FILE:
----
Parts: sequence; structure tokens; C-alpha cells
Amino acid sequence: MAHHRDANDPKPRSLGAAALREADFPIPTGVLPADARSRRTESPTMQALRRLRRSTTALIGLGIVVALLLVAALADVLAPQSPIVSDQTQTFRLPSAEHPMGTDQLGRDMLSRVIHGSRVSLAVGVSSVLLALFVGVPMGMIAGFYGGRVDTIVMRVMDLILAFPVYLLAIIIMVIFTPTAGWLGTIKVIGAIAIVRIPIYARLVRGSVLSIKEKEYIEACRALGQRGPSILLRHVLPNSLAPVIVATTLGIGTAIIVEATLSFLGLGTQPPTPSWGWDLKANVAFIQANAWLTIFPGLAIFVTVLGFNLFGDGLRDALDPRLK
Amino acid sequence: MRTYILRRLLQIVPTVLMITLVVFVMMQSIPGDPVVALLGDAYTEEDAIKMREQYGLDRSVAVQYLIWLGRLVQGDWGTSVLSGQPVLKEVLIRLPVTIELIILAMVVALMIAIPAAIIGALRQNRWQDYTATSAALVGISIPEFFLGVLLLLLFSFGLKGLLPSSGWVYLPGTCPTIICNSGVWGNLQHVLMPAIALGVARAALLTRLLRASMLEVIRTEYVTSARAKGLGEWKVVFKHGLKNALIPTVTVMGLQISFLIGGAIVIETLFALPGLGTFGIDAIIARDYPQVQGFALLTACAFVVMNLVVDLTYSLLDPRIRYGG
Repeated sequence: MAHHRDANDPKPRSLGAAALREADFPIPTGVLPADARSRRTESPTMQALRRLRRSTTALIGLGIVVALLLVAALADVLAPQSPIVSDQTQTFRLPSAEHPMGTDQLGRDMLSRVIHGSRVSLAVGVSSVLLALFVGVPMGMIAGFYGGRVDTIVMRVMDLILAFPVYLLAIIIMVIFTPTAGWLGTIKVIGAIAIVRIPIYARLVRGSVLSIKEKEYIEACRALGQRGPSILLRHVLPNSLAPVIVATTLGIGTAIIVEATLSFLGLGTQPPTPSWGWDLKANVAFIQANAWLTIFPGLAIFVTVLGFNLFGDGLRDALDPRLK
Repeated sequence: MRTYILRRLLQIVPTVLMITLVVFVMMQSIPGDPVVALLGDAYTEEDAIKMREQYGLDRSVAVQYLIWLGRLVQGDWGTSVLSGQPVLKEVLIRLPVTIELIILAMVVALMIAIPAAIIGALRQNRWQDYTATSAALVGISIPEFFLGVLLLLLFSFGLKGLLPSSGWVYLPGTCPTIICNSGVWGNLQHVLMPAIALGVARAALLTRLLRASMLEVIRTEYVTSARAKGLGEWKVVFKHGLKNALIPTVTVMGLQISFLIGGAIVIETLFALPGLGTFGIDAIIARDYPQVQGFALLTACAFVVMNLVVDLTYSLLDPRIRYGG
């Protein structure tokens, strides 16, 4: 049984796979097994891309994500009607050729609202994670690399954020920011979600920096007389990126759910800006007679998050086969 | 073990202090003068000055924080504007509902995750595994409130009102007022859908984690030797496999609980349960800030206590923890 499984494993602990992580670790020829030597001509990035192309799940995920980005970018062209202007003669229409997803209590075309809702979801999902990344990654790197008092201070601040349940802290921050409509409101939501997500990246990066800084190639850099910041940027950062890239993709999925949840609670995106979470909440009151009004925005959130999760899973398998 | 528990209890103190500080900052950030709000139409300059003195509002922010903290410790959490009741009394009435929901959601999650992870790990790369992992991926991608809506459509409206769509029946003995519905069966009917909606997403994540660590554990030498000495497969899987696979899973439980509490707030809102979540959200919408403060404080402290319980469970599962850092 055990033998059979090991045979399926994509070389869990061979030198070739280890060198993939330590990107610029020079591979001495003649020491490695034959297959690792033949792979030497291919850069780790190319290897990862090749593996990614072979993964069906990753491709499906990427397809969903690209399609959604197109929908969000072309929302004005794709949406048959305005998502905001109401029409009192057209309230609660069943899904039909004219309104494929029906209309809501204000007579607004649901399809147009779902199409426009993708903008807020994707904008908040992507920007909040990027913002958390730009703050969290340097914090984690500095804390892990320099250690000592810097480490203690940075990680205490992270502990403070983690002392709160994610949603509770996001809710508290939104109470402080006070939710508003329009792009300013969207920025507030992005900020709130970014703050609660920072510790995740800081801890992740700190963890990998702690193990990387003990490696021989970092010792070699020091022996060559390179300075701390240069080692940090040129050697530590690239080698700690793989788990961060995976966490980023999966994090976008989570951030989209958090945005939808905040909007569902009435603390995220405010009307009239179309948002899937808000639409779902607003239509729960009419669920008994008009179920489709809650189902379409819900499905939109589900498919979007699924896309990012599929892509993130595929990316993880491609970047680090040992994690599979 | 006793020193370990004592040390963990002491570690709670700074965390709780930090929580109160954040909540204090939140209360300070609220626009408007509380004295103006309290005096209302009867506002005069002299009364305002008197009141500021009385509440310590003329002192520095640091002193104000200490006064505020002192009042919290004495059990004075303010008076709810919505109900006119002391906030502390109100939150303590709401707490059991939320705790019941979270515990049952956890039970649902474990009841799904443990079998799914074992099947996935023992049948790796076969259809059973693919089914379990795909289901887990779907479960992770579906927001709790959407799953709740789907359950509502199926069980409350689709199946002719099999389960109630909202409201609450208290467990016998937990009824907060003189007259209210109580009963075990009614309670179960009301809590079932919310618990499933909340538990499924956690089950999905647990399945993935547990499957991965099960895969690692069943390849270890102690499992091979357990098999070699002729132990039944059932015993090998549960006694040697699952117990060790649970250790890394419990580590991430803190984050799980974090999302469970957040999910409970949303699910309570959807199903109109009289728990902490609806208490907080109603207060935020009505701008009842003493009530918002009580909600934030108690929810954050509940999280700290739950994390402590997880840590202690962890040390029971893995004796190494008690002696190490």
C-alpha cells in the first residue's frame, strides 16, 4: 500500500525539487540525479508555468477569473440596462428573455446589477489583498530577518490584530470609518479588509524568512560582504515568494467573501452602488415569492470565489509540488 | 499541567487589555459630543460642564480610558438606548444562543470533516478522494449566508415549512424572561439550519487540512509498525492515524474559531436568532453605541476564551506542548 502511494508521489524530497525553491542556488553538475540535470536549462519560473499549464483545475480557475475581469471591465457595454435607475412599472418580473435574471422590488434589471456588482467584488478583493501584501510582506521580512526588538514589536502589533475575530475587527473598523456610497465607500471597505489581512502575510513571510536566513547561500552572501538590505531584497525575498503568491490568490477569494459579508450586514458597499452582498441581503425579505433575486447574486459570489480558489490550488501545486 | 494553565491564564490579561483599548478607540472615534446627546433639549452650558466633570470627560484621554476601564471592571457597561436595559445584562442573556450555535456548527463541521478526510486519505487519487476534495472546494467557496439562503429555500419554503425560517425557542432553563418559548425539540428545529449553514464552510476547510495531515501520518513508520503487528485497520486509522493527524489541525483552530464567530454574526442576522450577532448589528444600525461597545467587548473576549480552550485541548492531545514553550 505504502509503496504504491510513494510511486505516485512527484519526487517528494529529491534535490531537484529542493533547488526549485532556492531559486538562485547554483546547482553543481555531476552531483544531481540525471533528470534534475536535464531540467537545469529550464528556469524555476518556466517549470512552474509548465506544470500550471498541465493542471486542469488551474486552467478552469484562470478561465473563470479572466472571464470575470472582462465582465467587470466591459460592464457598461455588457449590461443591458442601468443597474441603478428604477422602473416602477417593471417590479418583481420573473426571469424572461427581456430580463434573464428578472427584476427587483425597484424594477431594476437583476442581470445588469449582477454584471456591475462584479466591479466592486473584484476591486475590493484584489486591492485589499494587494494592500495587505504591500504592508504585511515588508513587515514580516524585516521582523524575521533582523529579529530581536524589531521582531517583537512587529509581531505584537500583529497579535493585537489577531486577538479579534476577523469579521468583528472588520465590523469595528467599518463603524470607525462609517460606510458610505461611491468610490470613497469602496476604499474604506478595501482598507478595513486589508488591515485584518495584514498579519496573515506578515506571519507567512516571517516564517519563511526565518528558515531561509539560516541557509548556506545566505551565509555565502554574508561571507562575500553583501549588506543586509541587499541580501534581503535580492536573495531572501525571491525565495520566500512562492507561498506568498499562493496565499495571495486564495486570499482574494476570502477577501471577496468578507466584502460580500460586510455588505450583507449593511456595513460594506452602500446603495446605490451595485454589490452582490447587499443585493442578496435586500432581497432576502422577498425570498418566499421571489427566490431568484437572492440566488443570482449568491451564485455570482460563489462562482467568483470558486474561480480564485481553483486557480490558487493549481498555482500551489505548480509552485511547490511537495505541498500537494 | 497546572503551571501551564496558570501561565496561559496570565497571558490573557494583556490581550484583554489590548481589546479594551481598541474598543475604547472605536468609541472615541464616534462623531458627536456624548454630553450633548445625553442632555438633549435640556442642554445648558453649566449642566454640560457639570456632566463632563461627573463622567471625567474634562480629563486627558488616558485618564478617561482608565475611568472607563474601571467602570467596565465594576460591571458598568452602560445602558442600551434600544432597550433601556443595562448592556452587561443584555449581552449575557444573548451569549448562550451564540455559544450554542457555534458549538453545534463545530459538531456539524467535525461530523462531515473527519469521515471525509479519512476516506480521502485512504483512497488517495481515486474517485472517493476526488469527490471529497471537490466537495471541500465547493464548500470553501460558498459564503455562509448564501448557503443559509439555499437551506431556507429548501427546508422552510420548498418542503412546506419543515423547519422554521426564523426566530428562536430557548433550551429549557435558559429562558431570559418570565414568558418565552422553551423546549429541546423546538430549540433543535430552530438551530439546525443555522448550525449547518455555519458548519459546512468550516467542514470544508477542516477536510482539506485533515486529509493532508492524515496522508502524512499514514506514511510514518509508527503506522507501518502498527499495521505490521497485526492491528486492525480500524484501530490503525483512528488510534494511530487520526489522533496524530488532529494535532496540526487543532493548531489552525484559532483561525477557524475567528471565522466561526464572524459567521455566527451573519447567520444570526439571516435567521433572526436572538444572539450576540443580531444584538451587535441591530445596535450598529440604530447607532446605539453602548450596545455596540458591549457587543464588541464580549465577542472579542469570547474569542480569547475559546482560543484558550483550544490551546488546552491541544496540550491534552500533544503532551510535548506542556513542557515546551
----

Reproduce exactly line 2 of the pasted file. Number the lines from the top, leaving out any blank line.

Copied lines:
Amino acid sequence: MAHHRDANDPKPRSLGAAALREADFPIPTGVLPADARSRRTESPTMQALRRLRRSTTALIGLGIVVALLLVAALADVLAPQSPIVSDQTQTFRLPSAEHPMGTDQLGRDMLSRVIHGSRVSLAVGVSSVLLALFVGVPMGMIAGFYGGRVDTIVMRVMDLILAFPVYLLAIIIMVIFTPTAGWLGTIKVIGAIAIVRIPIYARLVRGSVLSIKEKEYIEACRALGQRGPSILLRHVLPNSLAPVIVATTLGIGTAIIVEATLSFLGLGTQPPTPSWGWDLKANVAFIQANAWLTIFPGLAIFVTVLGFNLFGDGLRDALDPRLK